# Conver from hex to binary in Prolog

Here is some program for converting hex to binary, and I need to get in the result something like `X = [1,1,1,1,0,0,0,0]` for `pred([f,0])`.

So I need to join all lists in one. Can someone show me how to do it?

``````hex(0, [0,0,0,0]).
hex(1, [0,0,0,1]).
hex(2, [0,0,1,0]).
hex(3, [0,0,1,1]).
hex(4, [0,1,0,0]).
hex(5, [0,1,0,1]).
hex(6, [0,1,1,0]).
hex(7, [0,1,1,1]).
hex(8, [1,0,0,0]).
hex(9, [1,0,0,1]).
hex(a, [1,0,1,0]).
hex(b, [1,0,1,1]).
hex(c, [1,1,0,0]).
hex(d, [1,1,0,1]).
hex(e, [1,1,1,0]).
hex(f, [1,1,1,1]).

pred([],X).

pred([H|T],X):-
hex(H,Y),
append(X,Y,X),
write(Y),
nl,
pred(T).
``````

My problem is in append.

• `append(X,Y,X)` says X is the result of X appended to Y. This could only ever be true if Y were empty. This tells me you think you can change the value of a variable in Prolog, but you cannot, you need another variable here. Also, intermixing of output with your logic is going to hurt you in the long run. I would recommend you consult a tutorial! You can't wing it in Prolog. – Daniel Lyons Jun 14 at 19:23
• see How do I append lists in Prolog?, make sure you understand how `append` works with lists in a top-down manner. it applies here as well. not with your 'append' line, but with the `pred` predicate itself. `pred` will instantiate its binary list in the top-down manner, too. – Will Ness Jun 15 at 16:48

``````?- pred( [f, 0],  X ).
X = [1,1,1,1, 0,0,0,0].        % that's what you said you want, isn't it?

?- pred( [f, 0],  [1,1,1,1, 0,0,0,0] ).
yes.

?- pred( [f | [0]],  [1,1,1,1 | [0,0,0,0]] ).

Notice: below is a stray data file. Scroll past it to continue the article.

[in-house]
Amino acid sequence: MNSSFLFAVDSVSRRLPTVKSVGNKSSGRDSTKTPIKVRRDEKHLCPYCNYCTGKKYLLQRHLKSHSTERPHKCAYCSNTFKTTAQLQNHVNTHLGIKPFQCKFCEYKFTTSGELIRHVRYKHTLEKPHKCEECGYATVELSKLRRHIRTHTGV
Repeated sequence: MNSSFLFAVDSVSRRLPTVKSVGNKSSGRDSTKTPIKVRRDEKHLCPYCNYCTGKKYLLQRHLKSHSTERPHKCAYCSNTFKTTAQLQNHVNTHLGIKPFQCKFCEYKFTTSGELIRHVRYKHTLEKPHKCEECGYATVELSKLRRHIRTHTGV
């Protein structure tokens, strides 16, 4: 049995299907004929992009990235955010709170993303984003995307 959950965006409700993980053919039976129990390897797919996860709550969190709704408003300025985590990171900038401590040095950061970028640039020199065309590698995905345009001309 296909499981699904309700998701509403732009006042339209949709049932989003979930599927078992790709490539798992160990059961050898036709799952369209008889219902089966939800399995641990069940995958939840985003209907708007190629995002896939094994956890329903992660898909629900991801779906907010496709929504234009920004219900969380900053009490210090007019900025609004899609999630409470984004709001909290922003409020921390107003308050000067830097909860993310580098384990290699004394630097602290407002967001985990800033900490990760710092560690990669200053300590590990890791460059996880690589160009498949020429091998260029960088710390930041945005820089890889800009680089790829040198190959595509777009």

yes.

?- pred( [f | HEX], [A,B,C,D | BIN] ),  [A,B,C,D] = [1,1,1,1],  pred( HEX, BIN).
yes.

?- pred( [f | HEX], [A,B,C,D | BIN] ),  hex(f, [A,B,C,D]),  pred( HEX, BIN).
yes.

?- pred( [0 | HEX2], [A2,B2,C2,D2 | BIN2] ),  hex(0, [A2,B2,C2,D2]),  pred( HEX2, BIN2).
yes.

?- pred( [0 | HEX2], [A2,B2,C2,D2 | BIN2] ),  hex(0, [A2,B2,C2,D2]),
HEX2 = [], BIN2 = [],  pred( HEX2, BIN2).
yes.
``````

Yes? Right? (In case it isn't clear, consider the identity `[0] = [0 | []]`).

This means it must also be the case that

``````?- HEX2 = [], BIN2 = [],  pred( HEX2, BIN2).
yes.

?- pred( [], []).
yes.
``````

Voila, we see what the base case must be. Right?

Moreover, we actually have seen there what the recursive case must be, as well. And you don't need any explicit `append` calling there. This:

``````?- pred( [f | HEX], [A,B,C,D | BIN] ),  hex(f, [A,B,C,D]),  pred( HEX, BIN).
yes.
``````

can be written as

``````?- pred( [F | HEX], [A,B,C,D | BIN] ),  F = f, hex(F, [A,B,C,D]),  pred( HEX, BIN).
yes.
``````

but actually, it is easily generalized to

``````?- pred( [F | HEX], [A,B,C,D | BIN] ),  hex(F, [A,B,C,D]),  pred( HEX, BIN).
yes.
``````

And there you have it.

See? Prolog is fun. Prolog is easy. Prolog is just saying what you mean.